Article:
When the going gets weird, the weird turn pro. - Hunter S. Thompson

30 December 2005

GAO Report on Offshoring

This was released while I was on a heavy business travel schedule, so I missed it, but better late than never.

The Government Accountability Office (GAO, formerly known as the General Accounting Office) has finally released a long-awaited report on the economic impact of offshoring: "Offshoring of Services: An Overview of the Issues."

From the abstract:
Analysts of the offshoring phenomenon have expressed a range of views about the likely impacts of offshoring on four broad areas. The differing views reflect several factors: the fact that services offshoring is a relatively recent development whose impact is not fully known, the limitations of available data on offshoring, and different theoretical expectations about how services offshoring will impact the U.S. economy.

(1) The average U.S. standard of living: Traditional economic theory generally predicts that offshoring will benefit U.S. living standards in the long run. However, some economists have argued that offshoring could harm U.S. long-term living standards under certain scenarios, such as if offshoring undermines U.S. technological leadership.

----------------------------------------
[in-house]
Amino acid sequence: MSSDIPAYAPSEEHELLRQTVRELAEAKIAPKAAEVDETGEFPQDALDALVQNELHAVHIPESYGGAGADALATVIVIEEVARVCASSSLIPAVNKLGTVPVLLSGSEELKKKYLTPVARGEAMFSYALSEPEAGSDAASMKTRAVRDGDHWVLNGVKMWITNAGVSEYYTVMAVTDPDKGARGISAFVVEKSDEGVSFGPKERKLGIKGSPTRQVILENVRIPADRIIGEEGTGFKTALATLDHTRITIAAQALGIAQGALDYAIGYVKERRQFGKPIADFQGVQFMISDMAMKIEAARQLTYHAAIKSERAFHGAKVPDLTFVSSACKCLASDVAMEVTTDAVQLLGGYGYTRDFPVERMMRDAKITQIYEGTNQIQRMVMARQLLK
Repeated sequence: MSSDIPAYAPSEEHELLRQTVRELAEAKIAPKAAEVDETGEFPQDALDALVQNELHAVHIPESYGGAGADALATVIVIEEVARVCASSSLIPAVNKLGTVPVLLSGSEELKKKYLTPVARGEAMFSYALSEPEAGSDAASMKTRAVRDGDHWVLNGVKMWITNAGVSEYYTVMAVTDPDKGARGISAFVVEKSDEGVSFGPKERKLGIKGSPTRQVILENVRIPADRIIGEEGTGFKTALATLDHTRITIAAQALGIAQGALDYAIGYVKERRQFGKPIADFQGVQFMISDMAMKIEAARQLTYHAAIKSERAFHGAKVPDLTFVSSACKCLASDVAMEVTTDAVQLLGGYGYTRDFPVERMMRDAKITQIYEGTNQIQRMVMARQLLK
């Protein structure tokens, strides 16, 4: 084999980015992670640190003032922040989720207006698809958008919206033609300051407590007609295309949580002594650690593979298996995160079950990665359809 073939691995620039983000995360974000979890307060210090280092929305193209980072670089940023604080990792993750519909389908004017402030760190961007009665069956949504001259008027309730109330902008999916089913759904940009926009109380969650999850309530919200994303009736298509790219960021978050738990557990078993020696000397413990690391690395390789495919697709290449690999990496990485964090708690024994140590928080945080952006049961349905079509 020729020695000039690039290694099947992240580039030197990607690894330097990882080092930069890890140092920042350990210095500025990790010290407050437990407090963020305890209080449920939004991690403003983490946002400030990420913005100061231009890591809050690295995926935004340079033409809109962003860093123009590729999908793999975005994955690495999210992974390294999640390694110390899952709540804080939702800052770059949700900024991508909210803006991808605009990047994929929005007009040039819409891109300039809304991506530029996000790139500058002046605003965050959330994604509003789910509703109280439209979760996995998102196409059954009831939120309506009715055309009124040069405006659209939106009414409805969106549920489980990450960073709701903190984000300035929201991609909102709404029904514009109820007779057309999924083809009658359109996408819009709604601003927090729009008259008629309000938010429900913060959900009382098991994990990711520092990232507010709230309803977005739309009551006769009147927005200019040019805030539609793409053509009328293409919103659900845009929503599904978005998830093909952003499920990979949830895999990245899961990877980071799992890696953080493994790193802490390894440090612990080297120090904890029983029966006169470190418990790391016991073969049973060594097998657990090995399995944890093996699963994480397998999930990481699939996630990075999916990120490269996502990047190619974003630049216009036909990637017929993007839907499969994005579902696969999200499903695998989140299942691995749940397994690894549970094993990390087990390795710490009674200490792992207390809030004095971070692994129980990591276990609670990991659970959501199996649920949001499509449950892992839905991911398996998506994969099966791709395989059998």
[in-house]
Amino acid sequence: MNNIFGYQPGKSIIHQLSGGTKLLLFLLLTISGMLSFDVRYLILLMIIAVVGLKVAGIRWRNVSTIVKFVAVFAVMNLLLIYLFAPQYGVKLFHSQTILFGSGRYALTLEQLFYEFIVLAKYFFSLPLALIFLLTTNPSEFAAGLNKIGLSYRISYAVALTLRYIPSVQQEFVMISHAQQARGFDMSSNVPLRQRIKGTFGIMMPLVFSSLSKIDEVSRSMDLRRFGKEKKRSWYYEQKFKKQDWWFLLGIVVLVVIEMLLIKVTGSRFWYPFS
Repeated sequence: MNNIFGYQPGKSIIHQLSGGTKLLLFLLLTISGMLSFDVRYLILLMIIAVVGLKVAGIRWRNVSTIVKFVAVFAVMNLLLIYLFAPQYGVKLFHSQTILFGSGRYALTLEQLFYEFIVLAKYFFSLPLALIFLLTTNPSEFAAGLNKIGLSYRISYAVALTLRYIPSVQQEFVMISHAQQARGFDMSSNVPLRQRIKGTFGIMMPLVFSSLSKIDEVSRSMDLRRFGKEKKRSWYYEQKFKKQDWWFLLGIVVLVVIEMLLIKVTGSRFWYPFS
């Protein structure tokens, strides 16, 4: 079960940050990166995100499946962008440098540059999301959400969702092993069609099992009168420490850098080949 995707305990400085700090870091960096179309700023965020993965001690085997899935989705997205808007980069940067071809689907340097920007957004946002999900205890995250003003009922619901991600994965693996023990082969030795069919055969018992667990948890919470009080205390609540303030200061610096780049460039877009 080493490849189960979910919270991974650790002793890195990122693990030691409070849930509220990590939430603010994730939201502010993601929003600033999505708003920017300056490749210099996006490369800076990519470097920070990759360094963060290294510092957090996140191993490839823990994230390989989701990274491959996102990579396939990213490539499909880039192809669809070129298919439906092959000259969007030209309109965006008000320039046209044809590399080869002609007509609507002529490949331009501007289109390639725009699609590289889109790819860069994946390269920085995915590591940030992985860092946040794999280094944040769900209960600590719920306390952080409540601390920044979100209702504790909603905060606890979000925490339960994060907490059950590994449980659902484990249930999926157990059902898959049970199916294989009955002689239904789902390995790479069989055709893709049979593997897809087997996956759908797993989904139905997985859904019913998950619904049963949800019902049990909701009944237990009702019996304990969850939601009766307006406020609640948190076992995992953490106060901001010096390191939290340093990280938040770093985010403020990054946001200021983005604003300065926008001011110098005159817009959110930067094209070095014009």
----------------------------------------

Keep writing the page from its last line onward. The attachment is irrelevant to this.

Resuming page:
(2) Employment and job loss: While economic theory generally predicts that offshoring will have little effect on overall U.S. employment levels in the long-run, there is widespread recognition that pockets of workers will lose jobs due to offshoring, though there is disagreement about the expected magnitude of job loss and implications for displaced workers.

(3) Distribution of income: Some economists maintain that offshoring could increase income inequality in the U.S., while others argue that changes in the income distribution are driven primarily by factors other than offshoring, such as technological change.

(4) Security and consumer privacy: Experts express varying degrees of concern about the impact of services offshoring on the security of our national defense system and critical infrastructure--such as utilities and communication networks--as well as the privacy and security of consumers' financial and medical information.
There's nothing terribly new or groundbreaking in this reporting or analysis, to put it mildly, but it might serve as a decent basis for opening a policy dialogue on an issue that is going to be extremely significant to the American economy in the coming years.


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